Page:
CEO and Founder of Kruze Consulting
Venture Lenders specialize in extending a Startup’s runway for 3 - 6 months with debt. It’s an add on to equity dollars, not a replacement. A hypothetical situation is taking the runway of a venture backed company from 9 months to 12–16 months in order to hit a huge milestone that creates a valuation inflection point.
After the milestone is hit, the Startup can raise a much less dilutive round and/or more capital than previously available. The Lender gets paid back over time and makes an attractive return for extending the Startup’s runway.
The short hand that a venture lending fund looks at when underwriting a deal is:
1) Equity Invested in the Company - Is there an investor commitment, is there equity to pay back the loan and will the investors step up if things go sideways? Venture Lenders like following “Top Tier VC’s” because the best Investors are magnets for follow-on capital. I call it the “VC Speed Dial” - every good early stage VC has 5 - 10 follow on investors who love leading the next round. That is a huge value add for the Startup and makes the Venture Lender more comfortable doing a loan now.
2) Business Traction - It’s always easier for a company to attract capital when there is traction - revenue, customers, etc. If the startup is doing great, a weaker existing investor commitment is acceptable because the company’s results should be able to attract outside capital.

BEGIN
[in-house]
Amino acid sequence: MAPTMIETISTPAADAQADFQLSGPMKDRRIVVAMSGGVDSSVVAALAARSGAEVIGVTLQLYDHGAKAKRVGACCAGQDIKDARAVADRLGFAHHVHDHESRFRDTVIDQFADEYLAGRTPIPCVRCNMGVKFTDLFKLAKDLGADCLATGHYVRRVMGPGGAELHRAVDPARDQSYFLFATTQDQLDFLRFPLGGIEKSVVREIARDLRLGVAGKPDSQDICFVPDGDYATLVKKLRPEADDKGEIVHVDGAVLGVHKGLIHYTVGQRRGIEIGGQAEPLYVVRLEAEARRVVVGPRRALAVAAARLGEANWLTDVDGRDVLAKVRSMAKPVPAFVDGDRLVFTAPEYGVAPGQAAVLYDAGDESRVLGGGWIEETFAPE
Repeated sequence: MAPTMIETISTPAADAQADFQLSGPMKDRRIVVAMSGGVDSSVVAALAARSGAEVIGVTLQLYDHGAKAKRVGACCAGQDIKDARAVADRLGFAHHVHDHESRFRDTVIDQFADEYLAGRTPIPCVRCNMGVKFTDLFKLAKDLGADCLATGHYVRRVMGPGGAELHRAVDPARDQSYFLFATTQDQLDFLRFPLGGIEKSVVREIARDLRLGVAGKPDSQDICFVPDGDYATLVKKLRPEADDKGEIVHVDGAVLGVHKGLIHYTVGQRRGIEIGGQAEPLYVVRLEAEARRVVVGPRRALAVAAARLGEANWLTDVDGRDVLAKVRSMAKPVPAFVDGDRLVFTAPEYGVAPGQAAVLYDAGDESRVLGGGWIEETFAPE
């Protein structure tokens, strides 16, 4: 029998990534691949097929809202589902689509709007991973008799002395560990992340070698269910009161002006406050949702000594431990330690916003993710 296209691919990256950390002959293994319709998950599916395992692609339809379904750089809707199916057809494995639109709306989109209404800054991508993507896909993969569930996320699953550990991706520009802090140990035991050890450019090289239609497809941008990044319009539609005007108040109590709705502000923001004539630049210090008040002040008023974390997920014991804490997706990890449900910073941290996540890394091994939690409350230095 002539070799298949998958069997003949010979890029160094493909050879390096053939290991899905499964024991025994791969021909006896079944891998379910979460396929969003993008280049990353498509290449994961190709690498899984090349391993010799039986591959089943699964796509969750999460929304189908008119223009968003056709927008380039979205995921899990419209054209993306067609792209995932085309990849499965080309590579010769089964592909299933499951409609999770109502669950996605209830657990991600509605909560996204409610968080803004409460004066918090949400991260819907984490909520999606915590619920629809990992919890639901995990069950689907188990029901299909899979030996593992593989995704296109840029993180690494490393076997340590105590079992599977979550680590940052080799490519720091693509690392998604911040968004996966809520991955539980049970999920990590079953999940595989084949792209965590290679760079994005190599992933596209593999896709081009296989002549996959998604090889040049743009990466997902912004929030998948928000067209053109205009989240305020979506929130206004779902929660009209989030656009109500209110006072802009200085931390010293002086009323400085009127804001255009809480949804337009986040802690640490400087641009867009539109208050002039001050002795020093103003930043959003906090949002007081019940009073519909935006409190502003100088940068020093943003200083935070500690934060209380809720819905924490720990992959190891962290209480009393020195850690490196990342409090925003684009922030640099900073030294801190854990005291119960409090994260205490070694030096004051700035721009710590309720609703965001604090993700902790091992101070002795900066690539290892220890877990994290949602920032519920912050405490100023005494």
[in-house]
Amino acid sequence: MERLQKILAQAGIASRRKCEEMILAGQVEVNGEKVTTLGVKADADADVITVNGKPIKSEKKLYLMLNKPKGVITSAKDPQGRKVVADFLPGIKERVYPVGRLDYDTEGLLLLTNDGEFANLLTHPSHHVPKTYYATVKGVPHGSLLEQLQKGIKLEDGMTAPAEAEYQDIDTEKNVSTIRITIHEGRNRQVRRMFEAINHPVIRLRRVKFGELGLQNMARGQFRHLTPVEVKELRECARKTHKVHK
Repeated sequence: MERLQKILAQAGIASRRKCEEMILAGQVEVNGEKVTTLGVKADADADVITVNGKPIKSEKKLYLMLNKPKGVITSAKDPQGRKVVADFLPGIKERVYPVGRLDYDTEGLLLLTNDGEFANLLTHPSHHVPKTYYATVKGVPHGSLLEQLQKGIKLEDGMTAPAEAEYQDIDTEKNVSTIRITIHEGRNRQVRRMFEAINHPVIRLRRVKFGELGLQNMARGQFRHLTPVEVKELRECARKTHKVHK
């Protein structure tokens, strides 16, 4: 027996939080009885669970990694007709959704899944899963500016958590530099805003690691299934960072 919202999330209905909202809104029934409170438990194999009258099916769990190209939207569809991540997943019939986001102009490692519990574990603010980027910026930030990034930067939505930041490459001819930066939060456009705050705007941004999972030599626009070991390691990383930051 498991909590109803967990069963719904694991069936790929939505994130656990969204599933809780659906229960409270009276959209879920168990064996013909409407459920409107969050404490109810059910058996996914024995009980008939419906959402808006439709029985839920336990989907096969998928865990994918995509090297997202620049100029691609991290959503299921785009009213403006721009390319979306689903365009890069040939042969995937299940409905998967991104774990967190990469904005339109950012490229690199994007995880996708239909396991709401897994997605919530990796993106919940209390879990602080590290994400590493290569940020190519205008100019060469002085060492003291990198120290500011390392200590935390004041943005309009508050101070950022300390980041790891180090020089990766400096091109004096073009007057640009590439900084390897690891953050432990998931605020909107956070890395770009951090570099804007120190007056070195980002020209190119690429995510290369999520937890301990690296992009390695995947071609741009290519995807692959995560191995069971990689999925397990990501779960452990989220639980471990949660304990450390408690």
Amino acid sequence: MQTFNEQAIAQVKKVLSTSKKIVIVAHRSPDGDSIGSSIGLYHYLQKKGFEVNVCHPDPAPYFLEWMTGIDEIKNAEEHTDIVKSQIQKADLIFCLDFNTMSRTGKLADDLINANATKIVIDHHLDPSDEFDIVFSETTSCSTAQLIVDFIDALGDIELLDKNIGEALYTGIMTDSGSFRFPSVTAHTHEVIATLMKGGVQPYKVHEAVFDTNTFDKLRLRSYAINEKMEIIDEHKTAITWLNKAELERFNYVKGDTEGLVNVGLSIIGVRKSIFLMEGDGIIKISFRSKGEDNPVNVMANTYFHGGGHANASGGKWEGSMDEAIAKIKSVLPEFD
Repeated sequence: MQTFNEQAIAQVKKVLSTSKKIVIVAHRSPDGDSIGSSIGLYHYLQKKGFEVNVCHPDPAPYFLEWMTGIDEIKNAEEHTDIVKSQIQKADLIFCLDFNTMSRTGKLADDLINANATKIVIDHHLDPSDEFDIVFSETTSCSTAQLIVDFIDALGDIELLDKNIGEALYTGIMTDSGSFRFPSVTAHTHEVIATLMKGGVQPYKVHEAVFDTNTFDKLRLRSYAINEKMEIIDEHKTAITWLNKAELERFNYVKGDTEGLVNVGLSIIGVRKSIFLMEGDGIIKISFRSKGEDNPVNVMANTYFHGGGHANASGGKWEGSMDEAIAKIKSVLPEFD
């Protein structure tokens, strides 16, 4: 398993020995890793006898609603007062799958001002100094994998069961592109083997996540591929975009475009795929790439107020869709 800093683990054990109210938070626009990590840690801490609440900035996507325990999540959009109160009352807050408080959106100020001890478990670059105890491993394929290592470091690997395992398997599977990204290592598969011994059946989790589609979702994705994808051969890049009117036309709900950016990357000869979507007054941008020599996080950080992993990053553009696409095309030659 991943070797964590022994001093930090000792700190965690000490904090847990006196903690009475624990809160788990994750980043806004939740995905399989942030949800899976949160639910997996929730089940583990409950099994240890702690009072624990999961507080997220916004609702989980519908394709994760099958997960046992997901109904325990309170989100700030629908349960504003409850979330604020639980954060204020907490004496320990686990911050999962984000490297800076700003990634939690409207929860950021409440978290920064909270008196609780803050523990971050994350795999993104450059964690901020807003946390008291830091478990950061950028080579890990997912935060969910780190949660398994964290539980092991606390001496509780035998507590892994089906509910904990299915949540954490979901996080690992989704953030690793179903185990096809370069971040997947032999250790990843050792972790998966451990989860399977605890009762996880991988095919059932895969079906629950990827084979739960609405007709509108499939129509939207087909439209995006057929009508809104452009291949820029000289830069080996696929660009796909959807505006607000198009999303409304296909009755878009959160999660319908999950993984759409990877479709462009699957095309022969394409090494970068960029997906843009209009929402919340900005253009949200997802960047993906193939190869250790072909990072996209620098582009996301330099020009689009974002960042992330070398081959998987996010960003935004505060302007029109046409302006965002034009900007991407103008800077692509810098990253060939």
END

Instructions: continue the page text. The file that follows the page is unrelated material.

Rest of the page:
3) Collateral Value - Can the Lender recover its debt capital from the Assets? Normally Account Receivables are high quality assets and banks can lend against them. But if they are to smaller companies in an emerging country, they are much harder to collect on.
The Intellectual Property of the Startup can be valuable in a downside scenario, however the value will be greatly impaired. There is not as much value in IP as an Entrepreneur might think. It’s almost always better for the Lender to restructure and facilitate more Equity coming into the company than foreclose and sell in a fire sale.
4) What Covenants & Terms Can the Lender Introduce to Limit Risk? - Lenders use Financial Covenants like the Minimum Cash Requirement, Investor Abandonment Clause, Material Adverse Change Clause, Receivable Aging & Advance Rates and Funding Contingencies to reduce the risk.
If you don’t understand these terms, hire someone who does to negotiate on your behalf. An Entrepreneur wants to negotiate as many of these terms out of the deal as possible. A violation of one of these Covenants invokes an Event of Default. At that point the Lender controls the situation unless the Startup can Cure the Default.
Venture Lending Funds & BDC’s use fewer of these restrictive terms in an effort to “let the Startup use the money.” However, these funds charge you a higher interest rate and warrant coverage.
Banks are highly restrictive and use all of the terms I listed, but are incredibly cheap. Banks are cheap because they take much less risk. That means the Entrepreneur is taking more risk by working with the Bank.
Startups go through different cycles and the appropriate lender is different at various stages.
All about the March 2020 COVID stimulus in the US CARES ACT for Startups page by Kruze Consulting.
Top viewed questions